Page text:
John Joe Malone
A garda has told a murder trial that investigators did not speak to witnesses with the purpose of getting them to say that the chief suspect had confessed to the alleged crime.
Inspector Colin Furlong told defence barrister Colman Cody SC that multiple witnesses came forward "of their own volition" and volunteered statements alleging the accused man had confessed.
Inspector Furlong was giving evidence in the Central Criminal Court trial of John Joseph Malone who is charged with murdering 69-year-old Ann 'Nancy' Smyth on September 11, 1987 at her home on Wolfe Tone Street in Kilkenny City. She was strangled before her house was set on fire. The 53-year-old of Newpark in Kilkenny City has pleaded not guilty.
Mr Cody put it to the inspector that by 2012 gardai did not have enough evidence to prosecute and forensic examinations had yielded nothing. He suggested that the the only thing that gardai could do was seek confession evidence. Inspector Furlong replied: "To say that would not be a true reflection of what went on."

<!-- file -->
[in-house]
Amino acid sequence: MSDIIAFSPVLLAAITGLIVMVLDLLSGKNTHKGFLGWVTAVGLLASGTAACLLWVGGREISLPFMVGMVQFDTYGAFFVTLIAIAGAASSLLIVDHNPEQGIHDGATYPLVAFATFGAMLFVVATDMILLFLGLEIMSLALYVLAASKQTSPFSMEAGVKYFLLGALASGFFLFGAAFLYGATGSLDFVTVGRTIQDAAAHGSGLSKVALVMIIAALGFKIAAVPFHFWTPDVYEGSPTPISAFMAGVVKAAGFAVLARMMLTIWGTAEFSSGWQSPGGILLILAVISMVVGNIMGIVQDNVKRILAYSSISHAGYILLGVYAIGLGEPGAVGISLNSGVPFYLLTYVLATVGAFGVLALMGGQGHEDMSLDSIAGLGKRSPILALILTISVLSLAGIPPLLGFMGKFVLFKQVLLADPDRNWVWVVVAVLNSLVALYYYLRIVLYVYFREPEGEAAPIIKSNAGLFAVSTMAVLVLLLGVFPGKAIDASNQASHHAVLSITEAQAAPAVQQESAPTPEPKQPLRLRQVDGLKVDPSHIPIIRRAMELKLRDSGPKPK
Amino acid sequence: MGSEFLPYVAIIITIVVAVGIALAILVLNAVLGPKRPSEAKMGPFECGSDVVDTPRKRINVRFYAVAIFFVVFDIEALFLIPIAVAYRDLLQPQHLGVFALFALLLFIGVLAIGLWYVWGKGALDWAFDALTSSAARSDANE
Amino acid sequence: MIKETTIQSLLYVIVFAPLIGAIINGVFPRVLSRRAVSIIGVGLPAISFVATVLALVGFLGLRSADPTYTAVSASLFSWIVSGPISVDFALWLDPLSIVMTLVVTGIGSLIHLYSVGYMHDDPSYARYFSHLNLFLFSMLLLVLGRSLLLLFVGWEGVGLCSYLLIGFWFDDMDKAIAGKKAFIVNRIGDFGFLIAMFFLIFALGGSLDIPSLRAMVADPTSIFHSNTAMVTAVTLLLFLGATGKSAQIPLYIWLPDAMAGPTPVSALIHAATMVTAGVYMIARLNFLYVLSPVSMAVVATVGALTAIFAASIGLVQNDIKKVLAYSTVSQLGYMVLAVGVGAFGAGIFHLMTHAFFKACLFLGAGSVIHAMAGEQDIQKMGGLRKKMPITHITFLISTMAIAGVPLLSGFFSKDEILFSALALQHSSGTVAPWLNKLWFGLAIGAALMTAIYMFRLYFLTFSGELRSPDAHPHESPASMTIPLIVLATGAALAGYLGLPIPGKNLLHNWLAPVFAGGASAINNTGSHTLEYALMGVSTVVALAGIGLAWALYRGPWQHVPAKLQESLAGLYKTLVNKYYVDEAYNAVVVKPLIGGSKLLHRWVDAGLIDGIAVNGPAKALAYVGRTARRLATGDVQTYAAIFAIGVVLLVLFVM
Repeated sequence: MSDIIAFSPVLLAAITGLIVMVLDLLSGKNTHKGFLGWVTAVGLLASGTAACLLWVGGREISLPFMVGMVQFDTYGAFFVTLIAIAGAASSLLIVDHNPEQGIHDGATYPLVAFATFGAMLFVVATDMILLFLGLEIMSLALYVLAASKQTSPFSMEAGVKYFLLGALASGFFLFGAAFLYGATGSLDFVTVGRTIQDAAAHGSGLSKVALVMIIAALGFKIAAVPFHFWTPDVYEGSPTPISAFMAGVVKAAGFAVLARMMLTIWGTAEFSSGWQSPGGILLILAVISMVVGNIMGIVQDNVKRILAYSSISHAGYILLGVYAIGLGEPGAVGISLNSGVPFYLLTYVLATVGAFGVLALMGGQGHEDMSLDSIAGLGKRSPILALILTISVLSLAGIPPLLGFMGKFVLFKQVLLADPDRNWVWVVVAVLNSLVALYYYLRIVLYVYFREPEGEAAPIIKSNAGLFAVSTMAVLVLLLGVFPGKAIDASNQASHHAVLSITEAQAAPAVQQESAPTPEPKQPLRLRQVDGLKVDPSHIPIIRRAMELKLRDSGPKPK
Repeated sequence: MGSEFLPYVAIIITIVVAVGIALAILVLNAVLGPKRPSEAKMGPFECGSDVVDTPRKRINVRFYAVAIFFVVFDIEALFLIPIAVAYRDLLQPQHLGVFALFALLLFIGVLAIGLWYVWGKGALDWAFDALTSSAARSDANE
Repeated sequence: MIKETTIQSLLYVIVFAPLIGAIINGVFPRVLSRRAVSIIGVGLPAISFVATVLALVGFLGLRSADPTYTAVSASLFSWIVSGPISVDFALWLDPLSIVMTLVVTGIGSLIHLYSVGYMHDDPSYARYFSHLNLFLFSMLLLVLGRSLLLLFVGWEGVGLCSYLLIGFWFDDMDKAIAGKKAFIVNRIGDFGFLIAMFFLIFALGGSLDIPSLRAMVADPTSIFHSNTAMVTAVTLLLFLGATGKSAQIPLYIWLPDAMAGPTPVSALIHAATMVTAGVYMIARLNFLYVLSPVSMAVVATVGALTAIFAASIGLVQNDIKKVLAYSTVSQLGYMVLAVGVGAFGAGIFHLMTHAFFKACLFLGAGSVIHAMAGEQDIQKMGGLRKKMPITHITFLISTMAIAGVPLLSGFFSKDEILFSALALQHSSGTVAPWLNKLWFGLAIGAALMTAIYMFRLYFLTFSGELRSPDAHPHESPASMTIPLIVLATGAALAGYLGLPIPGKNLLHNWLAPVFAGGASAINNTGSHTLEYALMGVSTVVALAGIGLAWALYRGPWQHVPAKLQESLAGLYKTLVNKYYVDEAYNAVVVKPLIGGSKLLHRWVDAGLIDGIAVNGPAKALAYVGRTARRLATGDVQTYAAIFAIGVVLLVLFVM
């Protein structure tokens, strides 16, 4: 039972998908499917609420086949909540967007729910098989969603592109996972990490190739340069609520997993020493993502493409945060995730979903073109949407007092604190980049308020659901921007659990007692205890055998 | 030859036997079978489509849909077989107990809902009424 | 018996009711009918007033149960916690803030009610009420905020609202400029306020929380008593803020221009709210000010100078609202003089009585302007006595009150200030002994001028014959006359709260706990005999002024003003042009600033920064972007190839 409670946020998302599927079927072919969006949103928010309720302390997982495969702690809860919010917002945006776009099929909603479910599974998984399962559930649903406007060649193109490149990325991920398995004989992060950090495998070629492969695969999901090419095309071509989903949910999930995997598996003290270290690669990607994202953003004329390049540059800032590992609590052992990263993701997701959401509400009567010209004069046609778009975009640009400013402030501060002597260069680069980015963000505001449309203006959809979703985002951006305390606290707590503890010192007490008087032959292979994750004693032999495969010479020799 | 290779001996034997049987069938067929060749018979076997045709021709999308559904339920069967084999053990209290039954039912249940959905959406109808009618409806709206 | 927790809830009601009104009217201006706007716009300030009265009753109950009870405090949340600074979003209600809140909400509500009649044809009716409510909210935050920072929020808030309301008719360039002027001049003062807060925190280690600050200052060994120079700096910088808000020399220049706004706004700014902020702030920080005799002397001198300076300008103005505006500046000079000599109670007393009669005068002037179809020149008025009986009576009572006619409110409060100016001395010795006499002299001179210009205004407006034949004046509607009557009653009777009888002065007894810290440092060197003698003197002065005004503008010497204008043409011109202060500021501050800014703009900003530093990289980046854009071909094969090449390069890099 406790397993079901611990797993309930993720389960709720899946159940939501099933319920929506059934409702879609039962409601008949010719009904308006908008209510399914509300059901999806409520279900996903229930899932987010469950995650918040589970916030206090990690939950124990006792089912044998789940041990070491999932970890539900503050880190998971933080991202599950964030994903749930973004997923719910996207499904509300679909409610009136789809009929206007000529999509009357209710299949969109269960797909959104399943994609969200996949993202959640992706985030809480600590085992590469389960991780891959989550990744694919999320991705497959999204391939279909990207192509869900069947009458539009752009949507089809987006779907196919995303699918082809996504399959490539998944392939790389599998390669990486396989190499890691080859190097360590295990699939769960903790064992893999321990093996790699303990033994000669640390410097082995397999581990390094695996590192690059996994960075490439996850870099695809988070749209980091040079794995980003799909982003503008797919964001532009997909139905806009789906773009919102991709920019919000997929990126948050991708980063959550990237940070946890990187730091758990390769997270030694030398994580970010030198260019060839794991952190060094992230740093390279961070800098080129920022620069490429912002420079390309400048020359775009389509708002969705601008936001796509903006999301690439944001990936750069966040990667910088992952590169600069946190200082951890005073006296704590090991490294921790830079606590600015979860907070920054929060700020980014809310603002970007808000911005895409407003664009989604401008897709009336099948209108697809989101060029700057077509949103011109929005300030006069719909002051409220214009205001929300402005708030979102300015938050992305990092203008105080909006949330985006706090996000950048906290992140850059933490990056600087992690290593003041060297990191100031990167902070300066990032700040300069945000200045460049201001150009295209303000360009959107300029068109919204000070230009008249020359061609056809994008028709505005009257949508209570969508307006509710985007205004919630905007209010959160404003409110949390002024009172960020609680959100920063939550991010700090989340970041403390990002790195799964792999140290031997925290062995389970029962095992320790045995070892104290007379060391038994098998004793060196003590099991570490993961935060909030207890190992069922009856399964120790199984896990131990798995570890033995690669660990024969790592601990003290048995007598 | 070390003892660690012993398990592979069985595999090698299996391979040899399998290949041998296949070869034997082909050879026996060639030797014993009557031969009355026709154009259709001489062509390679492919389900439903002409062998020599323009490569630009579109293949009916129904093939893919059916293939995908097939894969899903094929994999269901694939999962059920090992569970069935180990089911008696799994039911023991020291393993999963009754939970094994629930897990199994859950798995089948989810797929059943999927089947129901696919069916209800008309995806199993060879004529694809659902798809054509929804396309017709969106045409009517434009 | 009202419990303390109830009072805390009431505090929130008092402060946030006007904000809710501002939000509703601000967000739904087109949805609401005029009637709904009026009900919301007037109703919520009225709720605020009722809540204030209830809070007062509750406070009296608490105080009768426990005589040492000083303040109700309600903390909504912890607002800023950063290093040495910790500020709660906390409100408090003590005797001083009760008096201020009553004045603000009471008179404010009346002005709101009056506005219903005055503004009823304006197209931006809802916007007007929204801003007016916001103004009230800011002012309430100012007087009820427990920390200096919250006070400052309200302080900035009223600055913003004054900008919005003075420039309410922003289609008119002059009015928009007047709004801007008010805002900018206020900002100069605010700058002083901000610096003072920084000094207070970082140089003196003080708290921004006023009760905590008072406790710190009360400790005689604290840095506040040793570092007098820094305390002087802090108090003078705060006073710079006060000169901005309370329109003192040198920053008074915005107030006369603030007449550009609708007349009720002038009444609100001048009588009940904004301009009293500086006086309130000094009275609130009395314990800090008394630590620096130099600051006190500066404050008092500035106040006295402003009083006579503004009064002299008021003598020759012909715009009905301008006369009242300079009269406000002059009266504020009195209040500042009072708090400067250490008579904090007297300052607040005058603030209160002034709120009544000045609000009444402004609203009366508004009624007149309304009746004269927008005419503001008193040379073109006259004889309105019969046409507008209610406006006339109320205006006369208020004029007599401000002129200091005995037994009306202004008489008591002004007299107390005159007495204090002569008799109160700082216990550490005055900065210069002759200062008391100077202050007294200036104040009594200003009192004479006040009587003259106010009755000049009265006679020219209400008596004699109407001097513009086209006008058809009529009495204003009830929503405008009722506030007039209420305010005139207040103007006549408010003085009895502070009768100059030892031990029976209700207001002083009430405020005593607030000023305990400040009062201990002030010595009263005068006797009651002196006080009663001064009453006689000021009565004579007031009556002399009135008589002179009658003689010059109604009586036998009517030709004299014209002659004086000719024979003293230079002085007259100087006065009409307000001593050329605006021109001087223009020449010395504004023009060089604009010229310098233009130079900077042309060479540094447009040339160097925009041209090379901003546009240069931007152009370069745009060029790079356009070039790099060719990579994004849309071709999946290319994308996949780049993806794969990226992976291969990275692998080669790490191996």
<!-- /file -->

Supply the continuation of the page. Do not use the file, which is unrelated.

Mr Cody put it to him that when he spoke to one witness in 2011 or 2012 "Your purpose was to get him to make a statement implicating John Joseph Malone."
Inspector Furlong replied: "Our purpose was not to get him to make a statement and if he said he had nothing to offer we would have left."
Mr Cody said it was "remarkable" that so many witnesses came forward between October 2012 and May 2013, all saying that John Joseph Malone had confessed to them.
Inspector Furlong responded: "I don't know whether it was remarkable but there was significant evidence."
He said they had come forward "of their own volition" to make statements.
The trial continues this afternoon in front of Justice Patrick McCarthy and a jury of seven men and five women.